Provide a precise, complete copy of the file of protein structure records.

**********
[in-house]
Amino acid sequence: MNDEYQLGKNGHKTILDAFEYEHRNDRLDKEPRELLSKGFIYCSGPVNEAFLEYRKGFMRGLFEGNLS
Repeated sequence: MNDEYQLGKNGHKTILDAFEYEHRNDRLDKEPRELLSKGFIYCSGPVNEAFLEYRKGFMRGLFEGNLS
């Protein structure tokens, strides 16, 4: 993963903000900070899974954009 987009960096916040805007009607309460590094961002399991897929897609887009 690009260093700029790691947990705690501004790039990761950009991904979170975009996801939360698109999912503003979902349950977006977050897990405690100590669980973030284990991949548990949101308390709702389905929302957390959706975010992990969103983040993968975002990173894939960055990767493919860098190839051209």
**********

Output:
[in-house]
Amino acid sequence: MNDEYQLGKNGHKTILDAFEYEHRNDRLDKEPRELLSKGFIYCSGPVNEAFLEYRKGFMRGLFEGNLS
Repeated sequence: MNDEYQLGKNGHKTILDAFEYEHRNDRLDKEPRELLSKGFIYCSGPVNEAFLEYRKGFMRGLFEGNLS
């Protein structure tokens, strides 16, 4: 993963903000900070899974954009 987009960096916040805007009607309460590094961002399991897929897609887009 690009260093700029790691947990705690501004790039990761950009991904979170975009996801939360698109999912503003979902349950977006977050897990405690100590669980973030284990991949548990949101308390709702389905929302957390959706975010992990969103983040993968975002990173894939960055990767493919860098190839051209």